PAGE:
Commending Coffy

Pam Grier: The sexiest woman in the movie universe

By T.T. Stern-Enzi

Photo: Pam Grier as Jackie Brown in “Jackie Brown,” 1997

Olive Films is releasing three classics of the Blaxploitation era—“Coffy” (1973), “Foxy Brown” (1974) and “Friday Foster” (1975)—featuring the undeniably tough and beautiful Pam Grier. As a child in the early 1970s, my memories of the period include a desire to go to the movies as much as possible, generally to see movies I didn’t realize at the time weren’t appropriate for me. I was just a kid enamored with the pictures on movie posters and the soundtrack album covers of movies like “Cleopatra Jones” and “Foxy Brown” with women rocking big Afros taking care of business. And, without a doubt, Grier was the most fatal of all the femmes at that time, exuding sexual heat that could incinerate the reels.

Yet, somehow, Grier’s brand of naked allure didn’t cross over beyond the Blaxploitation flicks, possibly due to the fact that she incorporated too much sex, during a period when the ratings board decided to crack down on sexual content over violence. And speaking of violence, Grier’s tough heroines were certainly too much for audiences willing to indulge in revenge fantasies from an exclusively male perspective. No one wanted to travel the mean streets with wild and crazy taxi drivers who happened to be bold and busty black women like Grier.

So she wandered the wastelands of television and B-movies, settling for supporting roles that relegated her to the sidelines and attempted to conceal her inextinguishable fire. That is until Quentin Tarantino tapped Grier for “Jackie Brown” back in 1997, as part of his ongoing homage reclamation of performers lost in their B-movie glory days. Grier and Robert Forster, her “Jackie Brown” co-star, were perfect subjects for re-introduction, and each of them made the most of the opportunity.

Grier, in particular, was fascinating to watch because it felt as if Elmore Leonard (whose “Rum Punch” served as the source material for the adaptation) and Tarantino had binge-watched the Olive titles, in their respective creative spaces and penned loving odes to Grier. Jackie Brown is the world-weary evolution of these earlier characters; the survivor who has made peace with her impetuous and violent past, but who also knows that she’s one bad move away, like Michael Corleone from the “Godfather” films, to being pulled back in. Unlike a typical male protagonist though, she’s willing and able to use her wits and ample wiles more to resolve situations. Time and experience have been good teachers, and Brown (Grier) an apt pupil.

Having spent time with Grier’s earlier incarnation thanks to these re-releases, what comes to mind is the final album from the late great Bobby Womack, The Bravest Man in the Universe produced by Richard Russell and Damon Albarn. The title track marries what we had come to expect the soul singer—that gravely gospel-inflected croon and his bluesy guitar playing—with hauntingly atmospheric studio effects and a simple but incessant beat. There was wisdom in this choice, an understanding that you shouldn’t just drop Womack in the modern framework, stranding him. Instead, let him tame the contemporary setting, exert his own brand of control over the proceedings, and he slays it.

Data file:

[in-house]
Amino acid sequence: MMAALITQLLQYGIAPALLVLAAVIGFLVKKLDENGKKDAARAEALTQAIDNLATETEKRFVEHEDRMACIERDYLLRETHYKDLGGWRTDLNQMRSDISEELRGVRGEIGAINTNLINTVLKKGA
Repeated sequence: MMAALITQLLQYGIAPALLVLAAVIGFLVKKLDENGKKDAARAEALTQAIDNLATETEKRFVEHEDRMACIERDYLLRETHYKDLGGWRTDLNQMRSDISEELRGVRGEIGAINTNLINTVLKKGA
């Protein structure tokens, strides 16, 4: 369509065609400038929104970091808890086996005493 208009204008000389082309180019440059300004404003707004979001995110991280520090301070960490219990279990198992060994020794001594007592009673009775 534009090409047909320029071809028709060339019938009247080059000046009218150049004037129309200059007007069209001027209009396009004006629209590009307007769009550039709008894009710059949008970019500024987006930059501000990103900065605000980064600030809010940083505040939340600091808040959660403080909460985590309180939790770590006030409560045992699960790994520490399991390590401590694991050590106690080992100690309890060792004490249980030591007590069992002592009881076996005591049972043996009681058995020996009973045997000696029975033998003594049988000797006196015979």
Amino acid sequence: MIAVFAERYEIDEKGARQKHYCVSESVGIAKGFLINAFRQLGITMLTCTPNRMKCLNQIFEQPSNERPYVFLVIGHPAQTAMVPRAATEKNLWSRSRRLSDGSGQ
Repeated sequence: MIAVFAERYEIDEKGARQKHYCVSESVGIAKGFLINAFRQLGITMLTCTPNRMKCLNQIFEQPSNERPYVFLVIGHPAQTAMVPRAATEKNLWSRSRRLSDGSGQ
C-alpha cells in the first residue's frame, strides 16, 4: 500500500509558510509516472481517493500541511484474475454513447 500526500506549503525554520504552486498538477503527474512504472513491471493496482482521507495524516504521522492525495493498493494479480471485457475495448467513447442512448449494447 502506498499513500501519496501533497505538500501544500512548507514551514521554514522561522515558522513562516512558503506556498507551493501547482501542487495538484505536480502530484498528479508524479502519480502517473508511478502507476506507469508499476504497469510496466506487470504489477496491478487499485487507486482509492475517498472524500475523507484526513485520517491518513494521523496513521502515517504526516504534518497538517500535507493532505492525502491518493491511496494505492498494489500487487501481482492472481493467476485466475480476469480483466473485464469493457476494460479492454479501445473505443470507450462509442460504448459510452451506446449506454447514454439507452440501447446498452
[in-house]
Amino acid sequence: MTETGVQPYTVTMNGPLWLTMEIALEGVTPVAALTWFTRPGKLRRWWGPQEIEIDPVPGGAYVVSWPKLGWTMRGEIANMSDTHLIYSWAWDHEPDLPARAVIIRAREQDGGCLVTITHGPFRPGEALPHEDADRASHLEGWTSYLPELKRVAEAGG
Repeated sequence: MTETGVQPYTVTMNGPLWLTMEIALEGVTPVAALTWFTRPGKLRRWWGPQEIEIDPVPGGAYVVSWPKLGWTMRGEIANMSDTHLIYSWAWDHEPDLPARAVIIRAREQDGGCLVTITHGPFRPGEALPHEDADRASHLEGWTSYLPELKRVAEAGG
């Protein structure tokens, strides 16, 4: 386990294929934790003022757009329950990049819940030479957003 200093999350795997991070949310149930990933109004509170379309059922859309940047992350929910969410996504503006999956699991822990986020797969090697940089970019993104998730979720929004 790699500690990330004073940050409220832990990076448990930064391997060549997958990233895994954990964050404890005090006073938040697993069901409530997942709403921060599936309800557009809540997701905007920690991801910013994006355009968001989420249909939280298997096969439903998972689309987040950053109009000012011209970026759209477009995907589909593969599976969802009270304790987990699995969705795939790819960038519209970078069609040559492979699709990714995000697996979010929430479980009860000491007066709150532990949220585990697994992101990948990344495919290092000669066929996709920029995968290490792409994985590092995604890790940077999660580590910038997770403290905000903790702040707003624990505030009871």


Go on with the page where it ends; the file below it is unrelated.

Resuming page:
Grier, that old Amazonian warrior from back in the day was fearless, every bit as dangerous as any male action star that followed her, but it is the Grier we see later on who is truly as brave as Womack. She is the bravest woman in her universe (let’s be real, THE universe), but not because, as Womack sings, (she) has forgiven first, at least not the enemies standing before her. No, Grier is brave because she has forgiven all of those versions of herself that Olive gives us. There was something outrageous and unreal about that Foxy Lady, the killer with the killer body.

But what she did was forgive her own past excesses and in doing so becomes far more human than any of us foolish fans who will ever sit down to watch these movies. They were part of an era without shame that celebrated the blurring of moral lines, all in the name of titillation. In Grier’s performances though, we see women (and an actress) struggling to survive, to keep her head above water, to maintain her dignity through it all. Watching her later on, Grier shows us that she made it (sadly, without the material success of the big boys that followed) after all. If only the old boys could learn a thing or two from her.

DVD/Blu-Ray editions of Coffy, Foxy Brown and Friday Foster arrived on June 9, 2015 via Olive Films.


Reach DCP film critic T.T. Stern-Enzi at and visit his blog for additional film reviews at


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Reach DCP Film Critic T.T. Stern-Enzi at and visit his blog for additional film reviews at You can also follow him on Twitter at @ttsternenzi.

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